Smartphones, 3D Devices Cause Headaches and Eye Discomfort
Smartphones and other devices that have 3D (three-dimensional) displays like video games and computers are ubiquitous in our society, but there is a health-related price to be paid. Prolonged use of such 3D items can result in eye or visual discomfort, headaches, and fatigue, according to a new report in the Journal of Vision, and researchers believe they know why.
Smartphones place demands on our eyes
A new study published in the Journal of Vision reports that symptoms increasingly associated with use of smartphones and other 3D devices may be because they demand the eyes do two things at the same time: focus on the screen and adjust to the distance of the screen’s images.
At the University of California, Berkeley, a research team enrolled 24 adults in a series of experiments and observed them as they used a variety of stereo 3D devices. Specifically they evaluated the impact on the subjects when placing the content in front of or behind the screen.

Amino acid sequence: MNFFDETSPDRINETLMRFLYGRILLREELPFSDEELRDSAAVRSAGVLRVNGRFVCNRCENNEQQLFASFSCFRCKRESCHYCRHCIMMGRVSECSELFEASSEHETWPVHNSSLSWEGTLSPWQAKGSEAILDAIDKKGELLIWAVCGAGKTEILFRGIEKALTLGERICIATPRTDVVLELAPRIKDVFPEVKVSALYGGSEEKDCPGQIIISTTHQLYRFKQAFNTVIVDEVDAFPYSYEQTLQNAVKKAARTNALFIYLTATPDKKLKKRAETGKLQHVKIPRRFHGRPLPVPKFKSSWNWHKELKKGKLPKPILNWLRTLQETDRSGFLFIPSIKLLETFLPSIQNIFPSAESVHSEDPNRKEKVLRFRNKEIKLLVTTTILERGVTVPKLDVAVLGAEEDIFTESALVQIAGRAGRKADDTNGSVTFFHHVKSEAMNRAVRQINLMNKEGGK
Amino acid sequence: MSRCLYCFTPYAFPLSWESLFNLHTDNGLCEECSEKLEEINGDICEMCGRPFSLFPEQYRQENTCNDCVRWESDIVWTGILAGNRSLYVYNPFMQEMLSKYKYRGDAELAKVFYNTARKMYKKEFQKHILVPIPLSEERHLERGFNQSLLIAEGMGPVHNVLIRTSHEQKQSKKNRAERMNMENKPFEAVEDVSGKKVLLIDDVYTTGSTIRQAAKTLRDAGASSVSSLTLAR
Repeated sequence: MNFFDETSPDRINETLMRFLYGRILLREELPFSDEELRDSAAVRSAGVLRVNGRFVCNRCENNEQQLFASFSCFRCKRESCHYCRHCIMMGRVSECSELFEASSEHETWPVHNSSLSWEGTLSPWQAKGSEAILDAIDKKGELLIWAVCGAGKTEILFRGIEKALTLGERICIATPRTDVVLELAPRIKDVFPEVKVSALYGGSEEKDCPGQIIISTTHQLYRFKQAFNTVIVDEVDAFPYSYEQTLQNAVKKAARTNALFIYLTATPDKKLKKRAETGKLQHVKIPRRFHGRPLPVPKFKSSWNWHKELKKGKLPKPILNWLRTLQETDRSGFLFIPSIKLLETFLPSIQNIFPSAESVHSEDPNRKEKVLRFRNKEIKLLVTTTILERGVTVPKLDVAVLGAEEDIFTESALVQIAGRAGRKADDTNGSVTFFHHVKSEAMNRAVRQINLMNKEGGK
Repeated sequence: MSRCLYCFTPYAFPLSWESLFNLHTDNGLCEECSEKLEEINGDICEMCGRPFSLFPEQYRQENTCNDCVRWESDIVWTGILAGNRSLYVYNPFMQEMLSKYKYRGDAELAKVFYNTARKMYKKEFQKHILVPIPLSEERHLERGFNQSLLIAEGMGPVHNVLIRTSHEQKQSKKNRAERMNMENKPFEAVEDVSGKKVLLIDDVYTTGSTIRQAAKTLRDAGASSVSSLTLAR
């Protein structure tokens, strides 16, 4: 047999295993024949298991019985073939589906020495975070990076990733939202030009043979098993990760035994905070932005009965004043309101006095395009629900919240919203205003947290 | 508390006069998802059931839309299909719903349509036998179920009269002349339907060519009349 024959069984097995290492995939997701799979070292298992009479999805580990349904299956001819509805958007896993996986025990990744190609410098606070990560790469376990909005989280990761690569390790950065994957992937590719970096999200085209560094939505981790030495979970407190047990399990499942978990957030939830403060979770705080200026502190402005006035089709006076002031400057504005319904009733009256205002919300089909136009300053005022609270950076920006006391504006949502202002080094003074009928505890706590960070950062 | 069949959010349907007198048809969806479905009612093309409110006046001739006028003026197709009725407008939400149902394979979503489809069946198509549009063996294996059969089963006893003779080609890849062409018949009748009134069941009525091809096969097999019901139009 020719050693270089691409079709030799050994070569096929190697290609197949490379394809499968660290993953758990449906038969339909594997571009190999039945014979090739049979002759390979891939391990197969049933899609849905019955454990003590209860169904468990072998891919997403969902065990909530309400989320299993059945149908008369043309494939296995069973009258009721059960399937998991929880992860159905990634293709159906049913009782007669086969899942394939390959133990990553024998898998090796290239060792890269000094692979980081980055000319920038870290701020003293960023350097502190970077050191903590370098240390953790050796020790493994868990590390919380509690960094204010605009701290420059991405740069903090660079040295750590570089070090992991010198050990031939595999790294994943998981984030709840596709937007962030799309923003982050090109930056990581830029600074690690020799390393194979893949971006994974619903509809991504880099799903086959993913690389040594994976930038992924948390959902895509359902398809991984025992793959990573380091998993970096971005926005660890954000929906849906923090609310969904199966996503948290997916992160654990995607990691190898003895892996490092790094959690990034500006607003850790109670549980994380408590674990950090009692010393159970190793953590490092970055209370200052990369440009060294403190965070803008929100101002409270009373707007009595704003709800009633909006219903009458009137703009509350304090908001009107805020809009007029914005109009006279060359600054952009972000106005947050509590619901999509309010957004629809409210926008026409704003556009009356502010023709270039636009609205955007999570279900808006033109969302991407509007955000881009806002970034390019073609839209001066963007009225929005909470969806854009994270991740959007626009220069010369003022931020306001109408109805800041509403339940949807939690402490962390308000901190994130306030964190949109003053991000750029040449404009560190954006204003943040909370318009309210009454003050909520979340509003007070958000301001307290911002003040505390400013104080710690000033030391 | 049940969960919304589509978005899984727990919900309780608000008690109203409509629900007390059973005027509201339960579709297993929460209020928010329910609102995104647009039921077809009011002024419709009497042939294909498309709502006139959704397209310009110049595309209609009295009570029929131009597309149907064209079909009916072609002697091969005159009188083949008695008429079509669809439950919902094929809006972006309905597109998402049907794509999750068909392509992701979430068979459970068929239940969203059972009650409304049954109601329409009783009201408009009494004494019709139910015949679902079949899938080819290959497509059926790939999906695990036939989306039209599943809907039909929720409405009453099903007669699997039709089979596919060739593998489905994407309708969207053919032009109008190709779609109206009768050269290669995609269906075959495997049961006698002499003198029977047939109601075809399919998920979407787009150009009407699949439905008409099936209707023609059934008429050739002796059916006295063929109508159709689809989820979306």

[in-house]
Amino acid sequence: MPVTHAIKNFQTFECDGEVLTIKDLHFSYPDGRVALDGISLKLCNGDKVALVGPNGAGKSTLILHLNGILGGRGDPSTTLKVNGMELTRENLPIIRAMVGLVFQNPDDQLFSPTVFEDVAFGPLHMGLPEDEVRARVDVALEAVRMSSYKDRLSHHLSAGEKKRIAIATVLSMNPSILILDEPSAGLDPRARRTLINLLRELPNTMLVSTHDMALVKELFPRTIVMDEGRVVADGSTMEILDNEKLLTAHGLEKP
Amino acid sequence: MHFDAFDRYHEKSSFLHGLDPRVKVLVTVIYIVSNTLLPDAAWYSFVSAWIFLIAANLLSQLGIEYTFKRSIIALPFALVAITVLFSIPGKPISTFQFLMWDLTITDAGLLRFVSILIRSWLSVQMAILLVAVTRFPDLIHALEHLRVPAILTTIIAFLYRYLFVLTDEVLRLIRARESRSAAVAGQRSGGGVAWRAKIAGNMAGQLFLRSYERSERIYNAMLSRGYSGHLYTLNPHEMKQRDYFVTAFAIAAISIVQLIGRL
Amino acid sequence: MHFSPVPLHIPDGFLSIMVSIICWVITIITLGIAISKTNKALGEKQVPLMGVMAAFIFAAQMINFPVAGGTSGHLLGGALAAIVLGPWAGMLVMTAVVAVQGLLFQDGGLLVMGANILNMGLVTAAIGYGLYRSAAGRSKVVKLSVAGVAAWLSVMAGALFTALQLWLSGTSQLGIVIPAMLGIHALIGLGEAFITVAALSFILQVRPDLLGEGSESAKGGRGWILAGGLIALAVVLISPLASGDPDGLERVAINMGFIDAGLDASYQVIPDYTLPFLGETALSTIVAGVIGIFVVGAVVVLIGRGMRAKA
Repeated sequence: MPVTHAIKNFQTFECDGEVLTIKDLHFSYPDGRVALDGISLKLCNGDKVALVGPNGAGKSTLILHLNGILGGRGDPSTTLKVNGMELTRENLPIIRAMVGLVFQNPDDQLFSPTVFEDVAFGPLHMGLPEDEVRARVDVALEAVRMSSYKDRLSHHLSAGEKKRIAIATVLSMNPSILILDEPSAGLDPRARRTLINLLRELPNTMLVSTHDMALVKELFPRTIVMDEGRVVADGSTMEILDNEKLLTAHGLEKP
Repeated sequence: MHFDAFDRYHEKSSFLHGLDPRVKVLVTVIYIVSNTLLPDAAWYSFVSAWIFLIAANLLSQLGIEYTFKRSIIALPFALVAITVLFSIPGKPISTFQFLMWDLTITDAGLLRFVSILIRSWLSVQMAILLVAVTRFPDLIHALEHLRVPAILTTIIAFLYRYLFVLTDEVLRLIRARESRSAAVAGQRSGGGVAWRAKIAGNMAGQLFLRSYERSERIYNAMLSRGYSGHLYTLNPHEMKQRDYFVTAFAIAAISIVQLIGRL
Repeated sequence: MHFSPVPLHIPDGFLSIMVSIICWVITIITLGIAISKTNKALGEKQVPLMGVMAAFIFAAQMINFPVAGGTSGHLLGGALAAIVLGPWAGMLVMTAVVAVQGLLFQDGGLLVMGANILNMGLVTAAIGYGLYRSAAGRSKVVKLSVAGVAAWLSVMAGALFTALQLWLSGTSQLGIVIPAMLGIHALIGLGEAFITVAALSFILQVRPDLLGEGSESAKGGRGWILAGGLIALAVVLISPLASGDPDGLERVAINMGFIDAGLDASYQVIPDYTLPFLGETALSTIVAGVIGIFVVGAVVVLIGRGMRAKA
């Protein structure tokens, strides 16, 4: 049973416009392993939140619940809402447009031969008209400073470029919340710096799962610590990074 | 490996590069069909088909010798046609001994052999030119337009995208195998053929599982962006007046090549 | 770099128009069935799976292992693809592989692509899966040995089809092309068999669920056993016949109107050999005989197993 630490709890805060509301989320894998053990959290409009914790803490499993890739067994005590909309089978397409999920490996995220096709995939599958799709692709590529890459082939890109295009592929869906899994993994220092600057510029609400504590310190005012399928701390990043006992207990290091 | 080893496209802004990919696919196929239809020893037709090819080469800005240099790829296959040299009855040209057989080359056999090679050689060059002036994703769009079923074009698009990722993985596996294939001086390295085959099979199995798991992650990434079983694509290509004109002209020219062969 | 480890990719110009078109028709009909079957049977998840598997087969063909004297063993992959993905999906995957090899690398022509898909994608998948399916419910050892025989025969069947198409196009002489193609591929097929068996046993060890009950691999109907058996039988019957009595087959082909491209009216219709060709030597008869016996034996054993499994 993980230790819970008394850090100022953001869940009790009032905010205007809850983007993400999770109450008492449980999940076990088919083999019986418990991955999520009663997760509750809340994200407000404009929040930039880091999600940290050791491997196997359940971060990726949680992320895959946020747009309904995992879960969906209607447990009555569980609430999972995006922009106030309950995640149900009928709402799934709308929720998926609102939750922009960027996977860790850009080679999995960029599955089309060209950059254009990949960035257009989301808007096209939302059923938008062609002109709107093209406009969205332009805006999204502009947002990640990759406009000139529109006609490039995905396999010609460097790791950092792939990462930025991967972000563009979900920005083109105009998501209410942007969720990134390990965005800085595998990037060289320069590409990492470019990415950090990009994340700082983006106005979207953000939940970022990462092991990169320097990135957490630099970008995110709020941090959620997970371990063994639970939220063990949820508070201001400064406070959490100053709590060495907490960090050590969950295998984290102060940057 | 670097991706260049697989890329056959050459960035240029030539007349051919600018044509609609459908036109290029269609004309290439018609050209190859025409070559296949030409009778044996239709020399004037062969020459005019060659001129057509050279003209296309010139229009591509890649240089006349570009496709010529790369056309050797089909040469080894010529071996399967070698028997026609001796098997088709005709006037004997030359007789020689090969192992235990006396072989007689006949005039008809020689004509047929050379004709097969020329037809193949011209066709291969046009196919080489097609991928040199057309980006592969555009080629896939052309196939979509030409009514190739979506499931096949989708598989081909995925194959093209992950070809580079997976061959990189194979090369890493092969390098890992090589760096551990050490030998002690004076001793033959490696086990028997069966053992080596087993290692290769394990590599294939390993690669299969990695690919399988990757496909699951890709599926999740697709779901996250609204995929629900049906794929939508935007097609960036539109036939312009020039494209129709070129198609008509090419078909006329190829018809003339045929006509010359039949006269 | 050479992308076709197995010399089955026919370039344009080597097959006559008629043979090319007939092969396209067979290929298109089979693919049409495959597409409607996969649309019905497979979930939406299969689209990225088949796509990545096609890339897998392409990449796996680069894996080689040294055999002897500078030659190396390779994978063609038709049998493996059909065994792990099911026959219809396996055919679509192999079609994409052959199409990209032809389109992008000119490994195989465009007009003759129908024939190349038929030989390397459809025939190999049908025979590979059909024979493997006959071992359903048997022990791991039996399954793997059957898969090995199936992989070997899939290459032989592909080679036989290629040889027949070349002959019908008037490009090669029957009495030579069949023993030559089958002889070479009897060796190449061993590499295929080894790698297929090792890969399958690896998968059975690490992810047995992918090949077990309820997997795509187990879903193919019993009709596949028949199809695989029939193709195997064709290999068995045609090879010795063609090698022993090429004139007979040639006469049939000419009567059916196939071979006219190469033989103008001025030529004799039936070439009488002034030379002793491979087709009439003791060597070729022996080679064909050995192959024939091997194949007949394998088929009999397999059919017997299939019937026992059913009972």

The team found that devices viewed at a short distance, such as smartphones and desktop displays, stereo content that is placed in front of the screen is less comfortable than content placed behind the screen. However, when the subjects looked at a farther distance, as in a movie theater, stereo content placed behind the screen was less comfortable.
According to study author Martin S. Banks, professor of optometry and vision science at UC Berkeley, “discomfort associated with viewing Stereo 3D is a major problem that may limit the use of technology,” a problem that neither users nor manufacturers want to hear.
Physical discomfort from using 3D devices is more serious than suffering with a headache, however. Such 3D displays are important in medical imaging, surgical training, vision research, and other applications where visual precision is critical and can affect life-and-death decisions.
Given both the importance and popularity of smartphones and other stereo 3D devices, the study’s authors suggest more research be done that involves larger study populations (including children), and that guidelines be developed to account for the variations in displays and their applications and uses.